Private equity has been producing superior risk-adjusted returns, enticing investors to look no further than the asset class to get more bang for their buck. And, private equity fund sponsors are capitalizing on this to convince investors to put more dollars behind them. The strategy which is ticking all the right boxes for both private equity investors and sponsors equally in Europe and in the U.S., is co-investment. Such is the growing appetite that co-investments are becoming an important component of private equity investing.
Most co-investment involves “overage” — that is GPs offer additional investment opportunities to LPs. The co-investors invest in the overage investment opportunities alongside the lead fund in a separate co-investment vehicle in a relatively passive manner.
The need for LP co-investment by private equity funds generally has increased over the past six years. This has mainly been driven by the 2008 financial crisis and the bombardment of regulation since then, which has somewhat changed the fundraising landscape. For instance, it has affected hedge fund activity and investment/commercial banking activity in the private equity fund space, notably decreasing what were otherwise convenient sources of capital for GPs; it has brought about greater conservatism over the use of leverage in deals; and, fewer LPs have been taking up fund commitment opportunities, leaving some private equity firms struggling to raise the same size funds at the same pace they were once able to do. To continue doing the same size deals as in the past, more firms are offering co-investment opportunities to their LP base rather than going down the lesser preferred route of syndicating deals to other private equity houses.
By the same token, co-investments are beginning to take firm spots on LP private equity allocation strategies because of the potential to achieve greater returns and to have more control over investments. The potential to achieve greater returns is brought about in many ways, the most obvious being lower fees; LPs expect significantly reduced fees and carry from co-investments. In fact, most LPs will insist on no fees and no carry. In their view, making their co-investment dollars available to a GP, often at short notice, is a worthy trade-off, especially when GPs are compensated through the lead fund for managing the asset. “No fees” is more or less the accepted market practice. Co-investments also enable LPs to put more dollars behind their best private equity funds and the timelines to liquidity are much shorter than in a blind pool because there is only one deal to exit.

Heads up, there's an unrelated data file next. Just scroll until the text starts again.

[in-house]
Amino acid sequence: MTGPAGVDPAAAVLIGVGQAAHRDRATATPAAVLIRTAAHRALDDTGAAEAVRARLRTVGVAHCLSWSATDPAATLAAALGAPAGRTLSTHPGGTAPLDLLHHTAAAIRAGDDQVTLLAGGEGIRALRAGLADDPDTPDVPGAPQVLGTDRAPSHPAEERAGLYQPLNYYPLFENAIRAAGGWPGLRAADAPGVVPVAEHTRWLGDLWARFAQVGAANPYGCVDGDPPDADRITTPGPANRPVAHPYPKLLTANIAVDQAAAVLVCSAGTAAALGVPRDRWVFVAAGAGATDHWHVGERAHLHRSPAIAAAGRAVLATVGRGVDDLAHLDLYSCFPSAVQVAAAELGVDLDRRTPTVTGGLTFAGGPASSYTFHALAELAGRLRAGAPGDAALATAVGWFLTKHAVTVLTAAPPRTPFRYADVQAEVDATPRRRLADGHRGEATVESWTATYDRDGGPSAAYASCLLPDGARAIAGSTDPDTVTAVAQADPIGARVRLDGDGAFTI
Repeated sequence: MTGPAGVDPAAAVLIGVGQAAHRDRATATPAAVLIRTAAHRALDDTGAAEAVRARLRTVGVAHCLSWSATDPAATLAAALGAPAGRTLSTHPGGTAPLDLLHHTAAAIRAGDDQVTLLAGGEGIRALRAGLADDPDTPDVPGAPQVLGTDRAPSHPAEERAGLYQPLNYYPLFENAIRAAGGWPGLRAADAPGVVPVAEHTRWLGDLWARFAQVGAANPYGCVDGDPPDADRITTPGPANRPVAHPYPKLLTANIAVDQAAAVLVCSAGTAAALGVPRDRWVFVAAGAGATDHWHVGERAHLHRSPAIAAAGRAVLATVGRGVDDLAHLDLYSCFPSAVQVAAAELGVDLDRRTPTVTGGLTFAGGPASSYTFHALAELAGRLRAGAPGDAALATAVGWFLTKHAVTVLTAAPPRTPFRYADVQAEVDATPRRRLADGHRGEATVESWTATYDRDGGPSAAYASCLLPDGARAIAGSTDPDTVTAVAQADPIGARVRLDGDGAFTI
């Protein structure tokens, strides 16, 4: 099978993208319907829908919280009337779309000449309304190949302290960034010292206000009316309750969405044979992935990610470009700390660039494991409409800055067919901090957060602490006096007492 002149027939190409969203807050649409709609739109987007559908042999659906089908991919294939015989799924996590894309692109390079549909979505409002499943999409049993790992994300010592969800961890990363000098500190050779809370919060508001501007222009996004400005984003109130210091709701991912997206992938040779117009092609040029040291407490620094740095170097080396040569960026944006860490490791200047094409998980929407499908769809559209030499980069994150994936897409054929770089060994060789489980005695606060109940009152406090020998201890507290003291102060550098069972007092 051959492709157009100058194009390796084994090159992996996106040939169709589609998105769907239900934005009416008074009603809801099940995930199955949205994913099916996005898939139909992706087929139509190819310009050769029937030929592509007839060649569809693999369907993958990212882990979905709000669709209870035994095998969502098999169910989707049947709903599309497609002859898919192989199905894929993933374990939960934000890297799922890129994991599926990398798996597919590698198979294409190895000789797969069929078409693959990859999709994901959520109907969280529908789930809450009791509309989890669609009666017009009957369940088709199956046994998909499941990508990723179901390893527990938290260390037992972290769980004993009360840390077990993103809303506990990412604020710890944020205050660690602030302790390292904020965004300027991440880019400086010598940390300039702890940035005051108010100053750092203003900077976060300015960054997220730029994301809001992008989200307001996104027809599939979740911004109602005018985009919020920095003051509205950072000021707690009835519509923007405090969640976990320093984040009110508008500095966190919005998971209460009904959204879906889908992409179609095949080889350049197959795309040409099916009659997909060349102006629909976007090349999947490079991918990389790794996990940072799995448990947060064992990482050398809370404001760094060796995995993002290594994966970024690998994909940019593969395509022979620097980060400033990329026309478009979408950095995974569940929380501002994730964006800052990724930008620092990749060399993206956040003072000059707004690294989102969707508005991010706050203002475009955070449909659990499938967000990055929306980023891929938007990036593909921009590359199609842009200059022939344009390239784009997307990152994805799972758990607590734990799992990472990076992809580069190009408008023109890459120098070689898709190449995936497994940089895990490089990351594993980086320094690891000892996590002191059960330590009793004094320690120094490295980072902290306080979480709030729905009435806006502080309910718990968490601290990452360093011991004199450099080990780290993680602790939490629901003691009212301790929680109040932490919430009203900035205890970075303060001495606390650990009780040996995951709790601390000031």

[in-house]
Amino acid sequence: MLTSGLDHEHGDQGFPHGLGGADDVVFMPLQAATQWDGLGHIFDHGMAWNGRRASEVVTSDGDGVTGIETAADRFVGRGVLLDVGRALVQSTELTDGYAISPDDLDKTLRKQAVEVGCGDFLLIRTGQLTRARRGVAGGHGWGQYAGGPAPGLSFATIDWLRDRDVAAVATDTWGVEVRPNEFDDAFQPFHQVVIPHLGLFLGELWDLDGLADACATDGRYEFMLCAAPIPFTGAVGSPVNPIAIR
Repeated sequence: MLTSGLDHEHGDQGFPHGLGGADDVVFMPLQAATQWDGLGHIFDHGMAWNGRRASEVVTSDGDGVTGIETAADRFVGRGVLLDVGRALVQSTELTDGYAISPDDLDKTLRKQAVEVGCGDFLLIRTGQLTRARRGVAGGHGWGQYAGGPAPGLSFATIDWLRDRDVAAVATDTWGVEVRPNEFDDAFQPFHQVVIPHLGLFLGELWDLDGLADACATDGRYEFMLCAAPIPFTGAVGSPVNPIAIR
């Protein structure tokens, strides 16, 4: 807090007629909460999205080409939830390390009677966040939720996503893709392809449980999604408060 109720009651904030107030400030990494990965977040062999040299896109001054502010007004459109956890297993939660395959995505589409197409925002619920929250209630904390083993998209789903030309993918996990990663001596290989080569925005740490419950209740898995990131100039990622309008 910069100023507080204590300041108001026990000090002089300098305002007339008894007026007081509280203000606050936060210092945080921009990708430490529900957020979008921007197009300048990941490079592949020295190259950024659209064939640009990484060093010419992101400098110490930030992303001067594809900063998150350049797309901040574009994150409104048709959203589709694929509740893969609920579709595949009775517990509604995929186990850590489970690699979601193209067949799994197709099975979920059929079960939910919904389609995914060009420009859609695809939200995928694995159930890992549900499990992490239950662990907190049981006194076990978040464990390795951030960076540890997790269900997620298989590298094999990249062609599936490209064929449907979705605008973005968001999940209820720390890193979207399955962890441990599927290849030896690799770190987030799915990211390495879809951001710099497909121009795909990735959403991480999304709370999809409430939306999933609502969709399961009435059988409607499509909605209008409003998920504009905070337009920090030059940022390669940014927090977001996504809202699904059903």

There is, however, one important consideration that LPs must give to co-investment opportunities, and that is whether they wish to have the discretion to opt in and out of such opportunities or whether LPs prefer to hand over that discretion to the GP.
The former requires LPs to have the infrastructure and resources in place to carry out the necessary due diligence and review the deal documents. The reality is that many LPs do not have an in-house team to achieve all of that, bearing in mind that the costs of doing so might offset any savings made on lowered fees. Saying that, LPs do not need to have the manpower to review the co-investment opportunity in great depth. Instead, stress-testing the GP's investment case, reviewing the GP's due-diligence summaries and checking that the transaction documents are as expected, is normally sufficient for the LP to decide whether it wants in or out. This complements the co-investment timetable where the GP usually only has a one-off opportunity to close the deal it has negotiated, presenting it to LPs on a take-it-or-leave-it basis. LPs that make their own co-investment decisions also use this as an opportunity to drill down the inner workings of a GP's deal investment process — something which is less accessible, or even more difficult to measure, when assessing a fund commitment opportunity. This helps them identify those GP relationships on which they want to focus and behind which they are confident in placing not only their co-investment dollars but also their fund commitments.
Of course, those LPs that do not have an in-house team to review co-investments prefer instead to outsource the co-investment decision to the GP. Here, the LPs will only really focus on vetting the GP, deferring to the GP's expertise on which investments to make with their co-investment dollars.
Co-investments are commonly structured through limited partnerships or limited liability companies that invest alongside the lead fund. This tends to be the case whether in Europe or the U.S. Overage co-investment vehicles will typically have fund-like provisions, but narrower investment/divestment parameters. Such vehicles can also be customized to a particular LP where the vehicle is a “fund-of-one.”
GPs, for their part, are concentrating on those LP relationships that can quickly react to a co-investment opportunity or that will cede co-investment decisions to them, are willing to defer to the GP's judgment on most governance and operation matters once the co-investment is made, and can realistically back them on their future funding needs. So much so that LP co-investments are increasingly featuring in GP marketing strategies along the lines that LPs will need to take part in a fund's first closing in exchange for co-investment rights (that is if LPs want to ensure they are able to co-invest on deals and that they are at the top of the GP's co-investor list). Overall, good co-investments can be the making of an LP-GP relationship. It will be interesting to see if LP co-investment becomes even more prevalent in the future.
Noel Ainsworth is partner in the London private investment funds practice of global law firm, Morgan, Lewis & Bockius LLP. This article was written with support from associate Samia Lone.